Tim Bobko

At the Heritage Park Aquatic Complex in Henderson, Nev., we spend a great deal of time emphasizing the importance of guest service; however, one of my biggest errors was gearing my customer trainings to focus more on the problem than on the person.

One day, an employee came into my office and said she was having difficulty with a patron. The guest was unhappy because there was no bench in the locker room near the showers where she could place her belongings. Despite the staffer's attempt to help, the customer had become very upset and asked to speak with a manager.

I approached the guest and started with an apology, but what happened next was unusual. She began to cry, walked away and sat at a table near the front door of our facility. I followed and apologized again.

Before I could go any further, the guest explained that she had recently lost her husband of more than 50 years and that she had had to move to Henderson to live with her daughter, leaving her home, her community and her friends — and that all she wanted was a bench in the locker room, so her belongings wouldn’t get wet. I could feel her heartbreak and realized in that moment, it had nothing to do with the bench.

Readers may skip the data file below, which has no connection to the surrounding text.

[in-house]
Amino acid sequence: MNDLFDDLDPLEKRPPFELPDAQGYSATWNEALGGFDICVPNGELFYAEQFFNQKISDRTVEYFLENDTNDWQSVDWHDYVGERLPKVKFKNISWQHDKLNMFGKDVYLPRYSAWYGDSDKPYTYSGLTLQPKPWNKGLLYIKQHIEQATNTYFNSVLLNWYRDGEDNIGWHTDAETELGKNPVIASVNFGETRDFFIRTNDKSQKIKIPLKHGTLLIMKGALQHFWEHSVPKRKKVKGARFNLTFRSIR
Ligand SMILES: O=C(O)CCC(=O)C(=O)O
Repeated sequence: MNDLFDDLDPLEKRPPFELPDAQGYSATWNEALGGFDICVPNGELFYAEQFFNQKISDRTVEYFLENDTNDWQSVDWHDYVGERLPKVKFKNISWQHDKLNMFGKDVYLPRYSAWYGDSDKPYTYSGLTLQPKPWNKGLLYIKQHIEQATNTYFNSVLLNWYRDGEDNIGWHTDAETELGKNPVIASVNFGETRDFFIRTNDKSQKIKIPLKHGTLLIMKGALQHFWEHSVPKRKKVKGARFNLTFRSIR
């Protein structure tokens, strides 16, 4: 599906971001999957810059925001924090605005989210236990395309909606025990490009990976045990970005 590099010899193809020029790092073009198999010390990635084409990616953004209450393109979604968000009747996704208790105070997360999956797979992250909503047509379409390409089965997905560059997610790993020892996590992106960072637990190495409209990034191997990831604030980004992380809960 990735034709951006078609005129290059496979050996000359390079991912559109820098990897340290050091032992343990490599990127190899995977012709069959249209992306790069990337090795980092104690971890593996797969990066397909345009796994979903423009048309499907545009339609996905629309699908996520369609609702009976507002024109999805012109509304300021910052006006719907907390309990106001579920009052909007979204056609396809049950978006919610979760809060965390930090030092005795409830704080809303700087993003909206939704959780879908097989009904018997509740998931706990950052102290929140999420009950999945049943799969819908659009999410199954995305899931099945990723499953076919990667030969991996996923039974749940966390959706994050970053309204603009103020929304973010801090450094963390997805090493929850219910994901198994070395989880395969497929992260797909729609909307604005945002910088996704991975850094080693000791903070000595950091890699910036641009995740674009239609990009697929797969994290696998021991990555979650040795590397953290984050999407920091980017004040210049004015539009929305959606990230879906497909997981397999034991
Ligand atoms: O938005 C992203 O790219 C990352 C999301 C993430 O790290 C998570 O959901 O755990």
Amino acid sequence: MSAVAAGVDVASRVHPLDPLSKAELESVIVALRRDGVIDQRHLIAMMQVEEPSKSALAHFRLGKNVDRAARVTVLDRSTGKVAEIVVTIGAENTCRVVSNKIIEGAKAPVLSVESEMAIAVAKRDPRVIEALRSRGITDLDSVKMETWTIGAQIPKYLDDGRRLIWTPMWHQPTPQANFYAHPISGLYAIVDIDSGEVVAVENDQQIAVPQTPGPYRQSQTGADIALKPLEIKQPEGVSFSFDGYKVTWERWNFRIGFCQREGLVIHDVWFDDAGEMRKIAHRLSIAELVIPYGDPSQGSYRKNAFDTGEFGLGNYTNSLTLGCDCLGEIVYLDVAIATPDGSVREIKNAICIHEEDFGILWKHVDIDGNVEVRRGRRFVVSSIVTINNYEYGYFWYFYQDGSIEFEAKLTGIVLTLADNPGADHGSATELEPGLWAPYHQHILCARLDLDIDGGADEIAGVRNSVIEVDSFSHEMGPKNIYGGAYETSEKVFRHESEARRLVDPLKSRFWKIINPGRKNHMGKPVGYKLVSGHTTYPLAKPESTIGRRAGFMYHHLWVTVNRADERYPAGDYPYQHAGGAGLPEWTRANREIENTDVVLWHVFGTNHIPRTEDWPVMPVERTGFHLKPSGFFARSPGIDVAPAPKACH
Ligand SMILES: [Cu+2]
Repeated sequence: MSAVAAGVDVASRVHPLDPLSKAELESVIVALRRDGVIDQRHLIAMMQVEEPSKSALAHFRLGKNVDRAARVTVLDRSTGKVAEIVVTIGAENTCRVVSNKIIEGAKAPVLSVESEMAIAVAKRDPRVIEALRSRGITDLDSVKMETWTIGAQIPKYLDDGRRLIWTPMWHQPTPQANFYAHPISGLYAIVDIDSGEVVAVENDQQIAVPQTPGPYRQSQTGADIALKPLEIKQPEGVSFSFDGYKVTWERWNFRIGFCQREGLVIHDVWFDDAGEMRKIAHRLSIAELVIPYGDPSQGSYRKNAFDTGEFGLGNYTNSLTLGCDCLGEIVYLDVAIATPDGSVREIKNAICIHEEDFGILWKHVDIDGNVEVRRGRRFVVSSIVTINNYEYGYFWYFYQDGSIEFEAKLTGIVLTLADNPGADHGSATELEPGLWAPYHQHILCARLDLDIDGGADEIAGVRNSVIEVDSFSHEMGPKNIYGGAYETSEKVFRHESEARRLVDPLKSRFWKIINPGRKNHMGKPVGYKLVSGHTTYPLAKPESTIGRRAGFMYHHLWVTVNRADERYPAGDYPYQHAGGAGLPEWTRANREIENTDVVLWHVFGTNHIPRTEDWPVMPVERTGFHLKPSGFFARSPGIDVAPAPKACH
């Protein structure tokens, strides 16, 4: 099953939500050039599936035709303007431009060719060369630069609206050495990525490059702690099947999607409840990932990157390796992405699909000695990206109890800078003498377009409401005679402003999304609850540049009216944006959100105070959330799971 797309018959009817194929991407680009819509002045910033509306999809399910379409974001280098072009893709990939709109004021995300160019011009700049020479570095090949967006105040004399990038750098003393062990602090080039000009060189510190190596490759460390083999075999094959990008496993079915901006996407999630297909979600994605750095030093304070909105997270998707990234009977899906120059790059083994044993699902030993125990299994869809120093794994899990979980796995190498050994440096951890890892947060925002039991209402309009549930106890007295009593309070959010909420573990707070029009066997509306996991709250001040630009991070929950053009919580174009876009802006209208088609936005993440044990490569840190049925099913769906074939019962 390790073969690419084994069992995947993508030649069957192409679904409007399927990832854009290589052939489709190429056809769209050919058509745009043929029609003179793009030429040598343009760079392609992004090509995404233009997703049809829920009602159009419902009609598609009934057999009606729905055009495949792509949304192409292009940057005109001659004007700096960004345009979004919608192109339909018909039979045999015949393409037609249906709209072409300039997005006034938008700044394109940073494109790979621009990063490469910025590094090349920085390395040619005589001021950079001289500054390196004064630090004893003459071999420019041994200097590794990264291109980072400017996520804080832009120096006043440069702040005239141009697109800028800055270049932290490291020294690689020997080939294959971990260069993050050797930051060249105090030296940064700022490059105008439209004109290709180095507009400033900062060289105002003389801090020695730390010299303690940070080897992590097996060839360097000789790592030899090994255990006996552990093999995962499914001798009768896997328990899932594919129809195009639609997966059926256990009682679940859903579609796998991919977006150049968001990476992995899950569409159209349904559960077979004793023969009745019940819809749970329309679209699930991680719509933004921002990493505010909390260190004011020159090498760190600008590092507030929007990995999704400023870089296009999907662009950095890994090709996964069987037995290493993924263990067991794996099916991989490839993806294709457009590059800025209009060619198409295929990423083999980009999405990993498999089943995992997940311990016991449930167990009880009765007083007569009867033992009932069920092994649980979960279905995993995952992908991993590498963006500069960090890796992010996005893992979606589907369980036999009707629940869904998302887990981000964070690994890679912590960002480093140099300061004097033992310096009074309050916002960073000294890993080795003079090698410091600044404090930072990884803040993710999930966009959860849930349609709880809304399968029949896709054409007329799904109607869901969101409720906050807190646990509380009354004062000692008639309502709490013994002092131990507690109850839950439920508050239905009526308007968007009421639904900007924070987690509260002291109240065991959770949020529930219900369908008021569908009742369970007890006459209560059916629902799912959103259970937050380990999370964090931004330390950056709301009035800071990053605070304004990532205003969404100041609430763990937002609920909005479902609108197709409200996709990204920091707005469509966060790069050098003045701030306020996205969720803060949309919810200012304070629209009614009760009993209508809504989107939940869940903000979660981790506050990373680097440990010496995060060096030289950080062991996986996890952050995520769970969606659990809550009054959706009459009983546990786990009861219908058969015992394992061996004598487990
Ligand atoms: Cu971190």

As I looked toward the front desk, the staff member signaled she needed to take a break. Reluctantly, I nodded "yes," despite thinking it was an inappropriate time to be asking — especially considering that she had probably heard what the guest had shared with me. However, I continued talking with the customer, assuring her that I would make sure that she had a bench the next time she visited.

As our conversation was ending, the staff member returned and quickly made her way over to us. She was out of breath and had a small coffee and muffin in her hand, which she placed in front of the patron, saying she hoped it would brighten her day. The employee had taken her break to purchase these items with her own money. The small act of kindness was unexpected, but greatly appreciated.

After this incident, we added the following quotes to the back of our staff uniforms: "Be Kind … You Never Know Who’s Fighting a Tough Battle" and "Be Kind … You Could Make Someone’s Day." These sayings help remind our staff and guests that kindness is a critical part of our customer service delivery.

The Lessons

1. Try not to assume the worst in others. We tend to want to see “upset” or “complaining” patrons as bad people; however, often they may have more to share if you take the time to ask.

2. Get to know the guests. It’s not always convenient to stop and converse, especially at busy facilities. But it helps build better relationships and can make all the difference in delivering exceptional vs. just good customer service.

3. Be kind. Even when it feels like an angry customer doesn’t deserve it, show kindness. We often change our demeanor based on another’s behavior, instead of mirroring for them the positivity we hope to see. Encourage your staff to also exhibit kindness. It goes a long way!